- A security group for your load balancer allowing HTTP and HTTPS traffic  [create in progress] 
  - An IAM Role for the Fargate agent to make AWS API calls on your behalf     [create complete]    
  - A CloudWatch log group to hold your service logs                           [create complete]   
  - An ECS service to run and maintain your tasks in the environment cluster   [not started]         
  - A target group to connect the load balancer to your service                [create complete]   
  - An ECS task definition to group your containers and run them on ECS        [not started]         
  - An IAM role to control permissions for the containers in your tasks        [create complete]   

This step in the process takes a few minutes, so let’s dive into what is going on behind the scenes.

Copilot creates a new environment by default called test which is used throughout the rest of the tutorial. The manifest file created in the project defines everything needed for a load balanced web application. Read the full specification for the “Load Balanced Web Service” type at

https://aws.github.io/copilot-cli/docs/manifest/lb-web-service/

Now lets review the manifest file itself:

Click to review copilot/todo-app/manifest.yml

Next, we create an Aurora Serverless Postgres Database Cluster via the addons functionality of copilot.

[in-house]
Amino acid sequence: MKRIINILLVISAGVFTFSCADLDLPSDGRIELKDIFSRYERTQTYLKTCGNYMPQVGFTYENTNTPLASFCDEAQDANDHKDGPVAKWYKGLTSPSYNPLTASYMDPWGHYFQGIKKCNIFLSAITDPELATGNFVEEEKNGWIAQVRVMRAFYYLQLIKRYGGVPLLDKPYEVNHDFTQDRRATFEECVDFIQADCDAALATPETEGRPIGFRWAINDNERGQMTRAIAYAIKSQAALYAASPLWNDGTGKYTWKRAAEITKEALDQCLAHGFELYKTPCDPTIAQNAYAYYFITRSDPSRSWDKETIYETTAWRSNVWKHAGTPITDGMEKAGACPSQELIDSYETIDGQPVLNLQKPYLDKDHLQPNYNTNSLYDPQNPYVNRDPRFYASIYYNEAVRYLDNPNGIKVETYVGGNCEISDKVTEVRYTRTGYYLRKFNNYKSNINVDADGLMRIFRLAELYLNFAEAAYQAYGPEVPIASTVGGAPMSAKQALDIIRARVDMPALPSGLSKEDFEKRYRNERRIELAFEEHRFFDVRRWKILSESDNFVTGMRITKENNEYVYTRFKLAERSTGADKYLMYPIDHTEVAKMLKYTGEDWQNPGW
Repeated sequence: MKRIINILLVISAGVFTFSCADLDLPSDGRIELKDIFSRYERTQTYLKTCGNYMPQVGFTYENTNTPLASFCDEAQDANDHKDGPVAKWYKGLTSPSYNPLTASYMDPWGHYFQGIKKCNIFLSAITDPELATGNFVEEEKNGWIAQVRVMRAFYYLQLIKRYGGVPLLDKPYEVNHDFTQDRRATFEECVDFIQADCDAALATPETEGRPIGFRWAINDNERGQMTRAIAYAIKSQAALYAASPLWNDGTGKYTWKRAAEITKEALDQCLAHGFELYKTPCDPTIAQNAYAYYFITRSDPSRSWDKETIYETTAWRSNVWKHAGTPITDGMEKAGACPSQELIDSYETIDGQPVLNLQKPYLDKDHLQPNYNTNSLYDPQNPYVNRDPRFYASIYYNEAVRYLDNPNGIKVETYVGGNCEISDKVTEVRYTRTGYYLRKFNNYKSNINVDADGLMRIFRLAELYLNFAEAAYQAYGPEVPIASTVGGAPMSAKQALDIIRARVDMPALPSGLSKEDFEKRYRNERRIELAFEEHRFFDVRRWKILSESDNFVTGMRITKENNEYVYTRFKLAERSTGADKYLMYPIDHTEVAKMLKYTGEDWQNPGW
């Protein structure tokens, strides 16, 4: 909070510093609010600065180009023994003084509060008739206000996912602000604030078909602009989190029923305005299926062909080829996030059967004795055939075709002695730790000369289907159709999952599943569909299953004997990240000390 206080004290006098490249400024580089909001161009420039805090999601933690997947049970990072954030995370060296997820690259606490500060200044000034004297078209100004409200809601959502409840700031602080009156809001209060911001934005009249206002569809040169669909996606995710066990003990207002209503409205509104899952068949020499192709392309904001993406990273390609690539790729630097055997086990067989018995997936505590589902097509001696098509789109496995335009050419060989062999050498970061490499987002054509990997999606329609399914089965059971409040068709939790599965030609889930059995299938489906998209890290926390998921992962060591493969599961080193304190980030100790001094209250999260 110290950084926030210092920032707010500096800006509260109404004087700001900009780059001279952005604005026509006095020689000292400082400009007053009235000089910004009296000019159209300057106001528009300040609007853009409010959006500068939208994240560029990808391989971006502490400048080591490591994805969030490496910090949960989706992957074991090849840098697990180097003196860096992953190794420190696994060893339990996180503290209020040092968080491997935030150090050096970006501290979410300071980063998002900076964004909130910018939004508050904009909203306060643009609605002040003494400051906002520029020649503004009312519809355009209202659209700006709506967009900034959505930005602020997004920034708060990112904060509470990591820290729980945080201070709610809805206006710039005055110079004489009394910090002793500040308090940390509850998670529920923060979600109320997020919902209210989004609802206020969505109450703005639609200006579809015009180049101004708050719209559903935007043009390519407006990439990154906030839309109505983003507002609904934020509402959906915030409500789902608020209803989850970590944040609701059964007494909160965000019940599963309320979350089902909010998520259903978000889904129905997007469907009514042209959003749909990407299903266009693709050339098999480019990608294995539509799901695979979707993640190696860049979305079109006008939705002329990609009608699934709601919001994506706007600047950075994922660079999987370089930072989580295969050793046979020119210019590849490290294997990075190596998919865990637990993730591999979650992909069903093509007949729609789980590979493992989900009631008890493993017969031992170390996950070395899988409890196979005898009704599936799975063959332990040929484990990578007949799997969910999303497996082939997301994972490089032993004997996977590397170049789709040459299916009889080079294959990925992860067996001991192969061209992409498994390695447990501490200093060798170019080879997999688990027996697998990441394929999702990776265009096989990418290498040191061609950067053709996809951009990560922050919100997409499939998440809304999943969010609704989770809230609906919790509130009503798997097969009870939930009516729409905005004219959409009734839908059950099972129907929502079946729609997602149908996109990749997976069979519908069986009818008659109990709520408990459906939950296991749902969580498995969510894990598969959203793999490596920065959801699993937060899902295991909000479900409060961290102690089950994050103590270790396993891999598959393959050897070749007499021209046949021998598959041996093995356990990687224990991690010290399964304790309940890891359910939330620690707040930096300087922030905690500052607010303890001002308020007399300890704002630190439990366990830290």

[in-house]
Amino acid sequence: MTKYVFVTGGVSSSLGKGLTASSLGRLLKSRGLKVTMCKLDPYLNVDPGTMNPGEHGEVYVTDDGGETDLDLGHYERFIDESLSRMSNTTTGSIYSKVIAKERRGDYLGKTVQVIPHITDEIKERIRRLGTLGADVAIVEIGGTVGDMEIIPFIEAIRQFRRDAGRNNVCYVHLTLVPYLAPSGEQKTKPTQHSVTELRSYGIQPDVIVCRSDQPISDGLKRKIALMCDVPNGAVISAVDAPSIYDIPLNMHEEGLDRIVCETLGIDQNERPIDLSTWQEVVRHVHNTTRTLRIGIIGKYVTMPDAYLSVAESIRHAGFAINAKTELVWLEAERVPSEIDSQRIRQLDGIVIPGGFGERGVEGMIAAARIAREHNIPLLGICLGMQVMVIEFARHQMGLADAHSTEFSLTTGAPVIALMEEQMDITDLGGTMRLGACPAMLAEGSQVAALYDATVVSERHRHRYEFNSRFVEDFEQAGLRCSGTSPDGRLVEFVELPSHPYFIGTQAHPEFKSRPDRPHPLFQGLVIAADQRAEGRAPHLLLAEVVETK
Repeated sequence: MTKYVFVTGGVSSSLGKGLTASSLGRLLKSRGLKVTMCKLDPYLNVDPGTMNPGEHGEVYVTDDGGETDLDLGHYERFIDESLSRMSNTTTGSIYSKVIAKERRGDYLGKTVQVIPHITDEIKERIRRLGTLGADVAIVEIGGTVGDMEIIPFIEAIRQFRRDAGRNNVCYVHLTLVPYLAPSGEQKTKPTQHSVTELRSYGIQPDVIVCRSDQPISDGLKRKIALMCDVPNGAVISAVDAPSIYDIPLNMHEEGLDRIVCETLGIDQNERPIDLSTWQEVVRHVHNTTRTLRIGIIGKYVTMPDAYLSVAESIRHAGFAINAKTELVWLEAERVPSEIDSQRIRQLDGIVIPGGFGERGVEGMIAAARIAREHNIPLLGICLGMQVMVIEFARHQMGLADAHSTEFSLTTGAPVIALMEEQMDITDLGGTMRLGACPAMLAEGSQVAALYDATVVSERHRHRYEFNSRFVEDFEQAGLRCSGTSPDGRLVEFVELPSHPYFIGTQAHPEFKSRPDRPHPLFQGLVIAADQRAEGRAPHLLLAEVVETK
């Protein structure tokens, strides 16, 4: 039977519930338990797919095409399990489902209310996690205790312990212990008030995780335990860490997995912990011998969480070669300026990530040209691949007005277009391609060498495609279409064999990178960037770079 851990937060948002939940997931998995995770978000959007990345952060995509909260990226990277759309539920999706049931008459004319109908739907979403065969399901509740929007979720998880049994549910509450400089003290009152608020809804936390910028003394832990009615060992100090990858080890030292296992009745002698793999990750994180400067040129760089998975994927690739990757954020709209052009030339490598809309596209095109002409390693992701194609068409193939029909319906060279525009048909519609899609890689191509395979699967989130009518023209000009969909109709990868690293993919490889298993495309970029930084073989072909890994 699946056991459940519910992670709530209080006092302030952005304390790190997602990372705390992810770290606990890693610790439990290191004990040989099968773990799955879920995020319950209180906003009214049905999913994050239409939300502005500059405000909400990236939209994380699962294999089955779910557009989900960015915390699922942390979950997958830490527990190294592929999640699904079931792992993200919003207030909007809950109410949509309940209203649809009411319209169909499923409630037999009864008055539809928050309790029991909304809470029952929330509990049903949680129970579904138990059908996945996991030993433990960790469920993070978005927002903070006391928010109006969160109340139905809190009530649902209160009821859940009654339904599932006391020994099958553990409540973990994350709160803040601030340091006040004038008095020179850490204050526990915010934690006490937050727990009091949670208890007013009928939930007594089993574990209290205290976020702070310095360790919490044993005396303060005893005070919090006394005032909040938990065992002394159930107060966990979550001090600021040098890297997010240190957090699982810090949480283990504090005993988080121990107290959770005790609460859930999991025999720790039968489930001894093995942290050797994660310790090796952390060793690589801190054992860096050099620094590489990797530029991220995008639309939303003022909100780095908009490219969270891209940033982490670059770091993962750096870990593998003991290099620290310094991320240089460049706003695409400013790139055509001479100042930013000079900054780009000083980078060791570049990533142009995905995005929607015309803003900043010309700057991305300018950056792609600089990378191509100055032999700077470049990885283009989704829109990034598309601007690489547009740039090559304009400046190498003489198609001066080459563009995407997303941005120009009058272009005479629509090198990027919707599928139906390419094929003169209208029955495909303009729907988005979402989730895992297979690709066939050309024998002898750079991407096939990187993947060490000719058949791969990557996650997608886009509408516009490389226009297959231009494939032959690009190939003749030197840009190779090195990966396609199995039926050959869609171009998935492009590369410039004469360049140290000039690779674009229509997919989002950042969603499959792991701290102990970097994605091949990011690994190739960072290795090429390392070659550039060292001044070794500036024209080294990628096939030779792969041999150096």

Click to review copilot/todo-app/addons/db.yml

Once the copilot process is finished, the last step for this tutorial is to get the LoadBalancer URL from copilot and make a call to the application’s migrate endpoint to populate the database.

URL=$(copilot svc show --json | jq -r .routes[].url)
curl -s $URL/migrate | jq

This will produce JSON output showing a DROP, CREATE, and UPDATE to populate the database app with an initial todo item.

To view the app, open a browser and go to the Loadbalancer URL ECSST-Farga-xxxxxxxxxx.yyyyy.elb.amazonaws.com: Secrets Todo

This is a fully functional todo app. Try creating, editing, and deleting todos. Using the information output from deploy along with the secrets stored in Secrets Manager, connect to the Postgres Database using a database client or the psql command line tool to browse the database.

Since this application uses Aurora Serverless, you can also use the query editor in the AWS Management Console - find more information here. All you need is the secret ARN created by Copilot, you can fetch it at the terminal and copy/paste into the query editor dialog box:

aws secretsmanager list-secrets | jq -r '.SecretList[].ARN'

Deploy our application, service, and environment

First, let’s test the existing code for any errors.

cd ~/environment/secret-ecs-cdk-example
cdk synth

This creates the cloudformation templates which output to a local directory cdk.out. Successful output will contain (ignore any warnings generated):